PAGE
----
Another great place to shop this year is the retro store called Vintage on Calle 60 between 47 and 49. This store is one-of-a-kind in Merida and is chock full of clothes, accessories, furniture and... things! Some things are genuinely old, like Mexican beer and soft drink trays or old radios, children's toys and milk bottles. And some things are new but from old designs, including notecards, journals, signs, and some clothes. The store is creatively decorated and would be a pleasure to find in any city, but especially in Merida.
Looking for Mexican folk art from around Mexico? Our favorite place is the store called Miniaturas located on Calle 59 between Calle 60 and Calle 62 on the north side of the street. When the store is closed, it's easy to miss because the shop is hidden behind sliding metal doors like a roll-top desk. But when it's open, behind the glass windows you'll see shelves and shelves of hand-crafted items from around Mexico: arboles de vida (trees of life), tiny sculptures of tin or pottery, copies of old Mexican movie posters, various types of calaveras (skeletons), masks, greeting cards, and a whole lot more. And yes, the store specializes in miniatures, a skill perfected by many craftspeople in this country. Most of the popular art in this store is charming and not unreasonably priced either. The added bonus is that much of it is small and easy to pack or send. Another place to find Mexican art is the small gift shop at Hotel Mediomundo. Even though you cannot see it from the street, it is open to the public. Ring the doorbell and they'll let you in and you just might find the perfect Guatemalan pillow case or woven bracelet. A store called 100% Mexican just opened in the new San Angel Hotel at the south end of Paseo de Montejo and it too has quality examples from artesanias around Mexico.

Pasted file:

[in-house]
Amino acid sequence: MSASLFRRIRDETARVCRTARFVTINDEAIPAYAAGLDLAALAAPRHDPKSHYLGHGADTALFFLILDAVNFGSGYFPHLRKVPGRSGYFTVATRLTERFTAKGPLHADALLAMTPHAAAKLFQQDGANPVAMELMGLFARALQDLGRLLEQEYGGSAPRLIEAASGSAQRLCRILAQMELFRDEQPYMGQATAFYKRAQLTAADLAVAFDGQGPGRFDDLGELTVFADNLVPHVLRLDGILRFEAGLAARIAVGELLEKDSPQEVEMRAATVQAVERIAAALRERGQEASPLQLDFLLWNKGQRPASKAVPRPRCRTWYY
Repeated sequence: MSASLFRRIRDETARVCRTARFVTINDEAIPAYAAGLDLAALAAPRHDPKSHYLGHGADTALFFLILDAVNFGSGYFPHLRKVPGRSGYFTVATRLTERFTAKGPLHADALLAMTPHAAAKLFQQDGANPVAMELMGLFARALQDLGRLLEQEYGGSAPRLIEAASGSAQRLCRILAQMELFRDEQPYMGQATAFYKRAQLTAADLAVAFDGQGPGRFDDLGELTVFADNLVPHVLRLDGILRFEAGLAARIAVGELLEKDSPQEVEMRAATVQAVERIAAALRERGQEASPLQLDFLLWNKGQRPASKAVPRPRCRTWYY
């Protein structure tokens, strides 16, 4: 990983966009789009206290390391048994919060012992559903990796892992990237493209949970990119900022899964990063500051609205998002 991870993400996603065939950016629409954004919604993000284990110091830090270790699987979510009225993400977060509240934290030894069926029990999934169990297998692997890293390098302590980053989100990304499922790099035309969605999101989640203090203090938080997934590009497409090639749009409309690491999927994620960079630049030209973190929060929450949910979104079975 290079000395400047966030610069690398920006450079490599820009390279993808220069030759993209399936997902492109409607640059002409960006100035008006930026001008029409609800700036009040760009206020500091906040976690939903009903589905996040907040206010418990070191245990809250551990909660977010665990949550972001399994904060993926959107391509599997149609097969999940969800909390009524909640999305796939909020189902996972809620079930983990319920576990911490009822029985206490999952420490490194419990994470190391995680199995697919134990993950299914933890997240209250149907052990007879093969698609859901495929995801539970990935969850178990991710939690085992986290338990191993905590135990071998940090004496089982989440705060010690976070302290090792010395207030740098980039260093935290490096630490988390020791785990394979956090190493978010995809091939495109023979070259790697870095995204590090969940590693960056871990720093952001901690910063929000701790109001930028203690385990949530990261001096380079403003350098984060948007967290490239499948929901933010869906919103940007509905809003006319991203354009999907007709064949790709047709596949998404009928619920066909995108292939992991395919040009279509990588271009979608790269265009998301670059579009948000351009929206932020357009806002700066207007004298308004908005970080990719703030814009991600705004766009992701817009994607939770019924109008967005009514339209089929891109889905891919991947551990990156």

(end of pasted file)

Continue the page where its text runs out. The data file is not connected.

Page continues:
The best place to buy a hammock has always been the store called Aguacate, located on Calle 58 #604 at Calle 73. We've recently discovered a new store on Paseo Montejo right next to the Kimbila Car Rental office near Calle 41 called Mayan Hands. This store has just opened and has equally good quality hammocks at competitive prices.
And we never tire of shopping in the pasillo (passageway) next to the Jose Peon Contreras Theatre, sometimes called Parque Hidalgo. Every night, twenty to thirty vendors set up their wares on the street. The mujeres (women) from Chiapas are the same since we moved here. We have watched them have babies and watched the children grow as we have bought embroidered blouses ($100 pesos) and cross-stitched pillow covers (also usually $100 pesos). If you ever need a hand-woven wrap for a cool Merida evening, this is a great place to pick one up. Various jewelry vendors have come and gone over the years, and at times you can find real quality handmade silver jewelry. Like at the Casa de Las Artesanias, visiting every so often will soon get you acquainted with the usual offerings so that you can spot the special goodies when they come along.
As we write this, there are only six more days 'til Christmas... maybe these tips will give you a head start on getting your shopping done in time. And of course, if you are reading this and you have a favorite place to shop, let us know about it! Buena suerte!